By Gen Urobuchi, Type-Moon, and Shinjiro. Released in Japan by Kadokawa Shoten, serialization ongoing in the magazine Young Ace. Released in North America by Dark Horse.
I find myself somewhat relieved that I am familiar with Fate/Stay Night, the original visual novel that this is a prequel to. Admittedly, it makes it hard to judge whether this work can stand on its own for someone who was unfamiliar with this world till they picked it up. My guess is that no, it would be hopelessly confusing, which is why I am relieved. This reads like a prequel everyone wants to see to the game/manga/anime they’ve already experienced, and so it delivers a lot of cool things, but the explanations are to a degree taken as read, or at least glossed over lightly in smug monologues. That said, it’s pretty good at delivering the cool things.
Fate/Stay Night’s manga was never finished here due to Tokyopop’s abandonment of their manga division, so I’m assuming most of the audience here is one that’s seen the various Fate anime versions. Including Fate/Zero, for that matter, which has also been an anime (which I haven’t seen) and which was originally a light novel (which I haven’t read, and isn’t licensed). This prequel takes place during the Fourth Grail War, and features the parents or relations of a great deal of the cast – Shirou’s adoptive father Kiritsugu, his wife Irisviel and their daughter Illya, Rin’s father (who is only briefly seen, and who Rin seems to have inherited her smugness from), and a young Kotomine Kirei, who has not yet been completely horrible but give him time. Thankfully, a few of the servants are the same ones we’ve seen before. Saber is still the King Arturia Saber we know and love, and Archer is Gilgamesh, as the original Fate had made clear.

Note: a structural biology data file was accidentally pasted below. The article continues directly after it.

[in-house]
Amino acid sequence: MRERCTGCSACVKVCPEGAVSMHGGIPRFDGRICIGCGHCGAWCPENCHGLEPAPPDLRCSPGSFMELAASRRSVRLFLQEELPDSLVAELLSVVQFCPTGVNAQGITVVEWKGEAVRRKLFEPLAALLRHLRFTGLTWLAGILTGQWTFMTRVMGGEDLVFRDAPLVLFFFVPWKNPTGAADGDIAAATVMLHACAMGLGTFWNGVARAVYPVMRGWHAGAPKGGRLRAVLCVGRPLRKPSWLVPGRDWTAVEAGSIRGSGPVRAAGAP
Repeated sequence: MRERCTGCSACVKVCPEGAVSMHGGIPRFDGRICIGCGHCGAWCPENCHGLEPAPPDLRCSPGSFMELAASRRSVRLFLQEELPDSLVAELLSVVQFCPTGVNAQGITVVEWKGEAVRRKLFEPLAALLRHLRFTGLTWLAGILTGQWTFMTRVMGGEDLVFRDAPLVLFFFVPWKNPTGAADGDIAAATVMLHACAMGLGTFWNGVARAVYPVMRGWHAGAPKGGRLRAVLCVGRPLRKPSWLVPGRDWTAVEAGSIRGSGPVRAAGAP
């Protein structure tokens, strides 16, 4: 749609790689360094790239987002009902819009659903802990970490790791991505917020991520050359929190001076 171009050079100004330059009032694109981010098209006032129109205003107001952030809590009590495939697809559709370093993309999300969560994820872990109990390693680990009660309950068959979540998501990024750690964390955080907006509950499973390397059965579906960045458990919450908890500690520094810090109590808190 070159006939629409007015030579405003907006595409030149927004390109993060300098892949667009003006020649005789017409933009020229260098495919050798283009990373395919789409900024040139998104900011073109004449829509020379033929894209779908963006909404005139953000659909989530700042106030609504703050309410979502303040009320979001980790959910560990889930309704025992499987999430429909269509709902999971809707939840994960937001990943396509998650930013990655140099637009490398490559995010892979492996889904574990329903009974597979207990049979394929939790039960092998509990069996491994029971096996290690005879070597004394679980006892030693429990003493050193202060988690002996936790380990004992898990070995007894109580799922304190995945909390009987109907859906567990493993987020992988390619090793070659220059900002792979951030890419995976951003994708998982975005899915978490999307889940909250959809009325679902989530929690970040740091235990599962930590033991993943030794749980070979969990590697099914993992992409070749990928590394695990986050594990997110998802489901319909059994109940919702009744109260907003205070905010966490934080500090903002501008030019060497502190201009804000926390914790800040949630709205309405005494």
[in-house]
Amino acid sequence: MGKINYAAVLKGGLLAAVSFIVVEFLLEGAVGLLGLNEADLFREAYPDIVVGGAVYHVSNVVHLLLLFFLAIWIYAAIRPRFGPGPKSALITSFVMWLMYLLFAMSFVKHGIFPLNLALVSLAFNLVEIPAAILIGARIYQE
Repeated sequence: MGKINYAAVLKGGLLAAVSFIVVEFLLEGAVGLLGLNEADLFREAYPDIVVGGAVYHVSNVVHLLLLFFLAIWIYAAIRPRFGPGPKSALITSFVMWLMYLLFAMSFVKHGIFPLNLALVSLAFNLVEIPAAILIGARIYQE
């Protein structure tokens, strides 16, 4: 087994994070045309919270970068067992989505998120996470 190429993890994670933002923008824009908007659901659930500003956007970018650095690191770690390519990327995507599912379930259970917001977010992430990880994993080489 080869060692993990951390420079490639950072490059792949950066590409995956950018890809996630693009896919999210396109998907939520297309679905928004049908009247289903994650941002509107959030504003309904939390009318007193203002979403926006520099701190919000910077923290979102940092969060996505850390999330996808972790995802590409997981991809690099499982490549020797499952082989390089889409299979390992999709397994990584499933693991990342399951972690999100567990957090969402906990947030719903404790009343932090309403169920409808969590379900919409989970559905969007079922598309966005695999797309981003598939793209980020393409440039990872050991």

It does shake up a few things, though. Kiritsugu and Emiya are meant to contrast, and they certainly do, with Kiritsugu’s adaptation of the “needs of the many” maxim meaning he tries to find the most happiness for others by killing those who get in its way – he realizes that you can’t simply save everyone, unlike Shirou later on. And Kotomine’s father seems to be pulling strings for the Church, which is as “unbiased” as ever. The most interesting part of the manga, however, is of the whiny, seemingly bullied Waver Velvet and his servant Rider. This Rider is not the Medusa we’re familiar with, though – it’s Alexander the Great, known here as Iskandar, and he is the main reason to get this volume, as he is awesome. You’d expect him to be contemptuous of his rather whiny master, and you’d be right, but he seems to be training Waver Velvet to be a better person instead of writing him off. They have a wonderful dynamic.
Saber doesn’t get as much to do here, though she does rock a fantastic bodyguard suit, and is as empathic as she was in the original. I like her conversations with Iris, who reveals she’s literally never left the castle where she lives until just now. I’m not sure how long Iris will last in this manga – Fate/Stay Night reminds us she’s dead, and even if it didn’t this prequel is written by Gen Urobuchi, who created Madoka Magica and Psycho Pass. But it has characters we wanted to see doing cool things, and the art is decent (the artist also does the Taboo Tattoo manga), and is definitely worth getting for fans of Fate.